The geographical and bathymetrical distribution of the Fecampiidae (Turbellaria, Rhabdocoela)

  title={The geographical and bathymetrical distribution of the Fecampiidae (Turbellaria, Rhabdocoela)},
  author={A. M. Christensen},
All members of the Fecampiidae are endoparasites. Since 1964 when only four species were known, four new species and 11 cocoon types, made by as many unknown species, have been described.The Fecampiidae are distributed in all major oceans from shallow waters to more than 5000 m depth. 
Mystery tubes coiled around deep-water tropical gorgonians: fecampiid cocoons (Platyhelminthes: Fecampiida) resembling Solenogastres (Mollusca)
During the examination of a large suite of tropical deep-water molluscs, a number of Solenogastres were found, some of them typically curled around gorgonian stems, which revealed another type of object also curled around the gorgonians, which strongly resembled Solenogsastres but lacked their external features. Expand
Eukaryotic Biodiversity and Spatial Patterns in the Clarion-Clipperton Zone and Other Abyssal Regions: Insights From Sediment DNA and RNA Metabarcoding
The abyssal seafloor is a mosaic of highly diverse habitats that represent the least known marine ecosystems on Earth. Some regions enriched in natural resources, such as polymetallic nodules in theExpand
The unwanted guests of hermits: A global review of the diversity and natural history of hermit crab parasites
The information presented herein on geographical distribution of host species, the prevalence of their parasites, and known host-parasite relationships should be useful for developing models that will elicit a greater understanding of hermit crab parasitism. Expand


Triloborhynchus psilastericola n. sp., a parasitic turbellarian (Fam. Pterastericolidae) from the starfish Psilaster andromeda (Müller and Troschel)
The turbellarian Triloborhynchus psilastericola n.sp. (family Pterastericolidae) occurs in the starfish Psilaster andromeda. On approaching maturation it moves from the host's coelom into theExpand
Kronborgia amphipodicola gen. et sp. nov., a dioecious turbellarian parasitizing ampeliscid amphipods
A new turbellarian found parasitizing arnpeliscid amphipods in Danish waters (Oresund) was found to be dioecious with pronounced sexual dimorphism, thus the males are dwarfs, a feature hitherto unknown in turbellarians. Expand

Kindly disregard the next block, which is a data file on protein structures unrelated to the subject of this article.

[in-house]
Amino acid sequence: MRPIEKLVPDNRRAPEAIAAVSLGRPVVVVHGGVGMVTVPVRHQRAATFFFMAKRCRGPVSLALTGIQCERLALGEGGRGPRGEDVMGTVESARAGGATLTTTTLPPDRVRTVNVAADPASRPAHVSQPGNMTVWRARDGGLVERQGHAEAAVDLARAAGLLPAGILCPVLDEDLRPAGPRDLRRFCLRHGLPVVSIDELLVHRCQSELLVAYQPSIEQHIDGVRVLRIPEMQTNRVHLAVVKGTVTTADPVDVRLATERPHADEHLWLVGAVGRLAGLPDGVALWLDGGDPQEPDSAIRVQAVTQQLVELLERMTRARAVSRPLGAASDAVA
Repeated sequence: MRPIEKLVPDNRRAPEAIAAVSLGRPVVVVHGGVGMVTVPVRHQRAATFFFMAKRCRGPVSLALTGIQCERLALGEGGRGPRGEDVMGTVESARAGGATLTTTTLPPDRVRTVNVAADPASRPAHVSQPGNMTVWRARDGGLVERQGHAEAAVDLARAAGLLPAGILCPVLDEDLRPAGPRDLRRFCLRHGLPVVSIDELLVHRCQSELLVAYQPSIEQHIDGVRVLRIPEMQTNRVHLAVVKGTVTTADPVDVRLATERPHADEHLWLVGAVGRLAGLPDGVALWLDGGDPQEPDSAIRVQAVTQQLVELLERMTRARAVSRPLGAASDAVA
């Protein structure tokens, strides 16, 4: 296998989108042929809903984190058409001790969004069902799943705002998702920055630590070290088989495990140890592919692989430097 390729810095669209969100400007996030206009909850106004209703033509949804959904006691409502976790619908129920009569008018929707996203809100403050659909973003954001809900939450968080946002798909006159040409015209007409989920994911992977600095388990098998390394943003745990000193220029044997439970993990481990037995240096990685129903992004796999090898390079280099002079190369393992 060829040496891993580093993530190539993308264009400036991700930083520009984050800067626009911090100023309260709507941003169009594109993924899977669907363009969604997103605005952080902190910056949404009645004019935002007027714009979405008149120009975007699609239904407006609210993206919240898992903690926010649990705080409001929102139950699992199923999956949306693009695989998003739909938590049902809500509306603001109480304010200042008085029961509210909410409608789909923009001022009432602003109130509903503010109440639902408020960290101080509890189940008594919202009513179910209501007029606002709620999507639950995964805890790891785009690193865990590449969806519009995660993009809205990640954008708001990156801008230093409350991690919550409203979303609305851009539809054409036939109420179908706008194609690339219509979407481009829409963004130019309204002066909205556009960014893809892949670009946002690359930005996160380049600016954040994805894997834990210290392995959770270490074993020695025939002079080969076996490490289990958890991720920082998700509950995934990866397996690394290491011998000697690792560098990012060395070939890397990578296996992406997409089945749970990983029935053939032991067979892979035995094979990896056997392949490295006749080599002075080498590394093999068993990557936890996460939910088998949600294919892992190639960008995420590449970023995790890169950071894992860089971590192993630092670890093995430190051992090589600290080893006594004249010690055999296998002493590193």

Kronborgia caridicola sp. nov., an endoparasitic turbellarian from North Atlantic shrimps
A new species of dioecious and closely related to Kronborgia amphipodicola Christensen & Kanneworff, found parasitizing the shrimps Eualus machilenta, Lebbeus polaris, and Paciphaea tarda Kroyer is described from material collected mainly in Greenland waters. Expand
Parasitism and Commensalism in the Turbellaria
This chapter systematically reviews the occurrence of parasitism and commensalism in Turbellaria throughout the class, with emphasis to modifications in structure, physiology, or life history, which appear to be related to the transition from the basic free-living habit. Expand
Life history and biology of Kronborgia amphipodicola Christensen & Kanneworff (turbellaria, neorhabdocoela)
Abstract The life history of the turbel1arian Kronborgia amphipodicola, an endoparasite of certain ampeliscid amphipods, is described and some aspects of its biology are mentioned and discussed. TheExpand
Fecampia abyssicola n. sp. (Turbellaria: Rhabdocoela) and five cocoon types of undescribed species of Fecampiidae from the deep sea
  • Galathea
  • 1981
abyssicola occurs to a depth of 4730 m, and two cocoon types (G & H), which are reminiscent of Fecampia cocoons, were found at depths of 1760 and 3852
  • m, respectively (Christensen
  • 1981
Fecampia balanicola sp.nov. (Turbellaria Rhabdocoela), a parasite of Californian barnacles
  • The Alex. Luther Centennial Symposium on Turbellaria. Acta
  • 1977
On the morphology and biology of Kronborgia spiralis ( Baylis 1949 ) ( Turbellaria , Neorhabdocoela ) , with a note on its systematic positions
  • Ophelia
  • 1976